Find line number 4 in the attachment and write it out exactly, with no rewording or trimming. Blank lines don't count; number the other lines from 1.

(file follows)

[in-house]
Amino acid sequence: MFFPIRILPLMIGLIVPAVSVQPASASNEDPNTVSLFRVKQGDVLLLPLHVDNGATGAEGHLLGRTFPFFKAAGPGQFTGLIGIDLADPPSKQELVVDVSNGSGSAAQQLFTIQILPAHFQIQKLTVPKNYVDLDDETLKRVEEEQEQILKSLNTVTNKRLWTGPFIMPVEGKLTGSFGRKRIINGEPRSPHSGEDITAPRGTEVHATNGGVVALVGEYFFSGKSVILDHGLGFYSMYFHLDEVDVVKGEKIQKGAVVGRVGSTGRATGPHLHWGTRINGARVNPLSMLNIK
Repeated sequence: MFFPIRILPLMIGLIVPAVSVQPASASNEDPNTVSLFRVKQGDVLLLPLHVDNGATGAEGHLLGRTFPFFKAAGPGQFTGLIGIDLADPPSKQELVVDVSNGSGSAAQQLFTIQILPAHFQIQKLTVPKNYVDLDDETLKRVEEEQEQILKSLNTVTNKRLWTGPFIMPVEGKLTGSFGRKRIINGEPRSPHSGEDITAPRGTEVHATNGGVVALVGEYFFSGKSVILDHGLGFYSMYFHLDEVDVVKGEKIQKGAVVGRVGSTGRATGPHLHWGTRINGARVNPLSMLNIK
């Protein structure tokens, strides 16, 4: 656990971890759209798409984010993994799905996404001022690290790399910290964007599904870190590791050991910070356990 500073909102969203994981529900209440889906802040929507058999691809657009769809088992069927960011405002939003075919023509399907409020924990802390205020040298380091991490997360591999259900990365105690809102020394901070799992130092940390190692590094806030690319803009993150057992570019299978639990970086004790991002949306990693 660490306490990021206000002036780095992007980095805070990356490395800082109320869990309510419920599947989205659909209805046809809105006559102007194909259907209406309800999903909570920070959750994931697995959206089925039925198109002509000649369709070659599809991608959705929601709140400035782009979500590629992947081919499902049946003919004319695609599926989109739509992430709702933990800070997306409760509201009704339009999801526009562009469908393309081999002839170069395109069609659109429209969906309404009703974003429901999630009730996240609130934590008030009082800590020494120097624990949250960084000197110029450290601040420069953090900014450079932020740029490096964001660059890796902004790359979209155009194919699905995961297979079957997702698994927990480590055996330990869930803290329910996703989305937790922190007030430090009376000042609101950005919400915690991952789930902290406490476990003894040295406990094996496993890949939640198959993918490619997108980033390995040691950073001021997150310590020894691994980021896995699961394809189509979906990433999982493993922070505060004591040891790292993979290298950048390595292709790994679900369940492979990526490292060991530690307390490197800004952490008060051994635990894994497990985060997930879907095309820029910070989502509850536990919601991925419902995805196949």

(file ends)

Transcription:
């Protein structure tokens, strides 16, 4: 656990971890759209798409984010993994799905996404001022690290790399910290964007599904870190590791050991910070356990 500073909102969203994981529900209440889906802040929507058999691809657009769809088992069927960011405002939003075919023509399907409020924990802390205020040298380091991490997360591999259900990365105690809102020394901070799992130092940390190692590094806030690319803009993150057992570019299978639990970086004790991002949306990693 660490306490990021206000002036780095992007980095805070990356490395800082109320869990309510419920599947989205659909209805046809809105006559102007194909259907209406309800999903909570920070959750994931697995959206089925039925198109002509000649369709070659599809991608959705929601709140400035782009979500590629992947081919499902049946003919004319695609599926989109739509992430709702933990800070997306409760509201009704339009999801526009562009469908393309081999002839170069395109069609659109429209969906309404009703974003429901999630009730996240609130934590008030009082800590020494120097624990949250960084000197110029450290601040420069953090900014450079932020740029490096964001660059890796902004790359979209155009194919699905995961297979079957997702698994927990480590055996330990869930803290329910996703989305937790922190007030430090009376000042609101950005919400915690991952789930902290406490476990003894040295406990094996496993890949939640198959993918490619997108980033390995040691950073001021997150310590020894691994980021896995699961394809189509979906990433999982493993922070505060004591040891790292993979290298950048390595292709790994679900369940492979990526490292060991530690307390490197800004952490008060051994635990894994497990985060997930879907095309820029910070989502509850536990919601991925419902995805196949």